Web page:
• GoHealth Insurance – A direct approach to health and wellness, provides an online resource for comparing health insurance options online. You’ll also find educational tools to help you understand the world of healthcare.
  • EHealth Insurance – Founded in 1997, its technology was responsible for the nation’s first Internet-based sale of a health insurance policy. Side by side comparisons of individual, family, or small business health insurance and the best medical insurance plans for your needs and budget.

1A copy of the 2008 edition of “Health Insurance Mandates in the States” is available on CAHI’s website, www.cahi.org. Also available on the web site are corresponding documents: “Trends in State Mandated Benefits” and “Mandated Benefit Definition Memo.”

7 comments

  1. For those without insurance finding health insurance can be an arduous process. If you are without insurance or you are under-insured, getting preventive health care can be difficult. One option is to look into using FDA-approved home health tests as they may be more affordable than traditional testing and the results can be shared with your regular doctor.

    For those that opt for high-deductible health care plans and have a health savings account then HSAeducator.com may be a place to find help with the spending accounts.

  2. This latest issue with Daniel having appendicitis has me pretty much a nervous wreck. We don’t have insurance, so i’m looking at 2 emergency room fee’s, charges for a cat scan, the radiologists time, the doctors, a surgeon’s fee’s, a hospital stay, the ambulance ride………..etc….I figure it’ll take me roughly 10 years to pay it.

    On the upside, the new job starts soon and the extra cash will make it possible to get insurance for future emergencies. I’m not even relishing looking for it though. BLECH!

    Nessas last blog post..Time To Catch Up

  3. Thank you for all the great information. I’m sure as we move into the future fewer employers will offer this benefit to save on costs. The self-employeed need this type of information, and from a reliable source!

  4. This is off topic, but I hope you don’t mind me saying this here. It is so difficult sometimes to get the advantage of telecommuting even one day per week, even if you have a job that is perfectly suited for offsite access. In my case, me and my team do all our work on web-based systems which are easily accessible from anywhere in the world. Our job does entail a little client interaction (our client is a Fortune 50 company) and there is a requirement that someone (not everyone) be in the office between the hours of eight and five to answer the phone, but there is little benefit derived from everyone coming in the office every day. Yet our current and previous managers have done everything to frustrate the analysts’ attempts to start a telecommuting program. First they told us we couldn’t do it because the client didn’t like it. That turned out to be not true. Then they said we couldn’t afford to get laptops. Later, it turned out our business unit had over 100 unused laptops sitting around collecting dust. Now, they’ve ordered laptops because it is part of our Disaster Recovery plan but are simultaneously trying to scare us from taking the laptops home, throwing out the specter of our houses getting robbed and then having them stolen.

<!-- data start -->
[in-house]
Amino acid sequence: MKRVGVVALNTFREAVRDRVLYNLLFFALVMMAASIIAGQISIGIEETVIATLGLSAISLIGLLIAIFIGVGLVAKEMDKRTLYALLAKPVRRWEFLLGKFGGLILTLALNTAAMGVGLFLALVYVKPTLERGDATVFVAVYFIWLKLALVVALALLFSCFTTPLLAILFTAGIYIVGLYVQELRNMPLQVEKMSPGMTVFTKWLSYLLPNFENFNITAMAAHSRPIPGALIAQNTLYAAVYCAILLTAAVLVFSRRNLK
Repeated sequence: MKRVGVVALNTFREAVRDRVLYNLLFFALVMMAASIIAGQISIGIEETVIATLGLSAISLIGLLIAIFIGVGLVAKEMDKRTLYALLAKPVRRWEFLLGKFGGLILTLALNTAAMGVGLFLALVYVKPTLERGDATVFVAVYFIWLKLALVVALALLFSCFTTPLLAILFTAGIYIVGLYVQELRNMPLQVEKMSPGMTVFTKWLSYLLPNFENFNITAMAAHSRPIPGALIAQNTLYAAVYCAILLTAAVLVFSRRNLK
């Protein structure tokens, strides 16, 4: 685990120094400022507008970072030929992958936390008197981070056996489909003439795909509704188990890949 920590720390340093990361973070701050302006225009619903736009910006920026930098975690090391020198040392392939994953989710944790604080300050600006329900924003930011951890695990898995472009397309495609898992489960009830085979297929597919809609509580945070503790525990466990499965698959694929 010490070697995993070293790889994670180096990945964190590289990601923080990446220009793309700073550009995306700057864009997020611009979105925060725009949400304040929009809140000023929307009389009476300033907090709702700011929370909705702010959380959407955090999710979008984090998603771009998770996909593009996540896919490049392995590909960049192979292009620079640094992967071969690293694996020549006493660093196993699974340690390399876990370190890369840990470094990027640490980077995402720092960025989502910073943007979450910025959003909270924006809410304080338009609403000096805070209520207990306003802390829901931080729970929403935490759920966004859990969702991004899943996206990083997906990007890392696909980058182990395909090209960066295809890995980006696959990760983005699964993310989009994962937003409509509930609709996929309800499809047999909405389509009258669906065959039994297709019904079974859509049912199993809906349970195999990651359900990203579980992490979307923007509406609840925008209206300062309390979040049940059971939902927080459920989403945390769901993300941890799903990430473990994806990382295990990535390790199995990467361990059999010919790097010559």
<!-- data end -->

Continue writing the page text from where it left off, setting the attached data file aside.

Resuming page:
The truth is, they don’t like telecommuting themselves and I believe they both are/were micromanagers. Both the current and former manager want the comfort of knowing that they can view what everyone is doing all hours of the day. They won’t come out and say they don’t trust us: It will always be some bogus technical or political reason that kills the program. And the irony is, that my company overall is pushing telecommute programs as a way to cut costs and retain employees.

    I haven’t given up yet; logic may yet win the day. Keep your fingers crossed for me!

  5. Miguel – it’s off topic for health insurance, but it’s right on the money for this blog! I think you are experiencing the same situation that many others face every day. Change is a difficult thing, particularly to management that can’t seem to wrap their heads around the idea of having employees work out of sight, despite the facts, figures, and surveys that conclude that productivity actually tends to increase with telecommuters who take advantage of such program offerings. Employee retention is greater and it’s generally a win/win/win situation for everyone involved.

    I will keep my fingers crossed for you. There’s always hope. If you love what you do – keep pushing for flexible work solutions. Maybe they’ll start drinking their own Kool-Aid and realize that instituting a telecommuting program really IS a great way to cut costs and retain employees.

  6. Darn, Nessa. That’s just scary (on many fronts). I’m always looking at our insurance costs and comparing what we pay through his work with what else might be available out there. Although my BH’s insurance covers us now, no job is a certainty these days. They’ve just laid off I don’t know how many and there’s never any guarantee, especially in today’s economy.